Researchers at Rutgers have unlocked some of the mysteries of how the developing embryo reacts to fluctuations in the amount of vitamin A present in the maternal blood stream.
The researchers studied the role of LRAT, a protein that facilitates the formation of vitamin A stores in the body, during embryonic development. In particular, they showed how LRAT protects developing tissues from potentially toxic levels of vitamin A that have been ingested by the mother. Although this function of LRAT had previously been hypothesized in adults, this is the first time that its role has been demonstrated during embryonic development.
The developing mammalian embryo is entirely dependent on the maternal circulation for its supply of retinoids, the vitamin A metabolites produced in the body. These are essential nutrients and they control the formation of the embryo’s heart, central nervous system, eyes and other important organs and tissues. Malformations of the developing embryo can occur when too little, or too much, vitamin A is consumed by the mother.
“We were looking for the mechanisms that allow the fetus to maintain adequate amount of retinoids, whether the mother has over- or under-consumed vitamin A,” said Dr. Loredana Quadro, an assistant professor in the Department of Food Science and member of the Center for Lipid Research at the Rutgers School of Environmental and Biological Sciences. “We also looked at the effects of different levels of vitamin A being transferred from the mother to the fetus.”
When vitamin A is ingested, it is converted into retinyl ester (RE) in the intestine from where it is secreted in the bloodstream packaged with other dietary lipids into lipoprotein particles called chylomicrons. The majority of dietary RE reaches the liver, the main body storage site of vitamin A.
Under insufficient dietary vitamin A intake, the liver transforms RE into retinol (ROH), which is then secreted into the bloodstream bound to retinol-binding protein (RBP), its sole specific serum carrier, to be delivered to the target tissues. Upon intake through a specific membrane receptor named Stra6, ROH is ultimately converted to retinoic acid (RA), which is the active form of vitamin A. If tissue RA is in excess, it is transformed into inactive forms, such as 4-hydroxy retinoic acid or 4-oxo retinoic acid (OXO-RA) by the action of a specific enzyme named Cyp26A1.
“When we think about vitamin A, we think about one compound,” said Quadro. “But in reality, the term vitamin A comprises a family of different compounds. Each one has a slightly different action, and plays a different role.”
The Rutgers researchers took a closer look at how ROH is metabolized into RE and RA to maintain an optimal balance of retinoids during the formation of the embryo. Mutant mice lacking both RBP and LRAT were generated to perform this study, so as to interfere with the two main pathways of maternal vitamin A delivery to the fetus (ROH-RBP from the liver stores and RE of dietary origin).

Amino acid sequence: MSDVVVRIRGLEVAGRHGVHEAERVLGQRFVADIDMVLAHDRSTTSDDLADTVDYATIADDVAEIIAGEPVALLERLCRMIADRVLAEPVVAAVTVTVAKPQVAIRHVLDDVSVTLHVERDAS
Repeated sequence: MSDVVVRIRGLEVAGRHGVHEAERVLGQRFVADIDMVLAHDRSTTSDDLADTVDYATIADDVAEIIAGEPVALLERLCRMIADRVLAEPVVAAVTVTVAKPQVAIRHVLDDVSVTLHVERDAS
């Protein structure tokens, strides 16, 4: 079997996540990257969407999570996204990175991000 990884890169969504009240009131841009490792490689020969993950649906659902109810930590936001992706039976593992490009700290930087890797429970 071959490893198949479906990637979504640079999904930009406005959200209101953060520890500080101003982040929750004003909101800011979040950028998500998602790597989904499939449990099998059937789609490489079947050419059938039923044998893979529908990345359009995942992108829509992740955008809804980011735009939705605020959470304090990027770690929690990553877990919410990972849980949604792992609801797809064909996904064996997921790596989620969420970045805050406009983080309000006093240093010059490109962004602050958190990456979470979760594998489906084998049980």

“We hypothesized that the lack of ROH-RBP and LRAT would make the embryo more vulnerable to changes in maternal dietary vitamin A intake,” said Quadro “and our data proved this to be correct. Indeed, a severe embryonic vitamin A deficiency is readily attainable when the mothers are deprived of dietary vitamin A during pregnancy. Therefore, this strain turned out to be a very good model to study how embryonic development is affected by fluctuations in the amount of retinoids present in the maternal diet and hence in the maternal circulation”.
The researchers identified LRAT, Cyp26A1 and Stra6 as the three key molecular players that act in coordination to protect the developing tissues from potentially detrimental levels of vitamin A ingested by the mother. Understanding vitamin A metabolism in the developing fetus could have broad implications. Consumption of large doses of dietary supplements and vitamins, including vitamin A, has become a very common practice in recent years, generating the necessity to investigate the effects of high doses of vitamin A intake at different stages of the lifecycle, including pregnancy and development. These studies expand our knowledge of maternal-fetal nutrition and dietary contribution to embryonic development and may ultimately provide new insight into appropriate dietary practices during pregnancy.
This research was lead by Quadro and carried out primarily by her lab members, Youn-Kyung Kim, a graduate assistant, and Dr. Lesley Wassef, a post-doctoral associate. Others contributing to the study were Leora Hamberger, a former research assistant in Quadro’s laboratory, Dr. William Blaner and Roseann Piantedosi from Columbia University and Dr. Krzysztof Palczewski from Case Western Reserve.
Results are presented in the February 28 print issue of the Journal of Biological Chemistry. The research was previously published on the Journal of Biological Chemistry’s web site on December 19, 2007.
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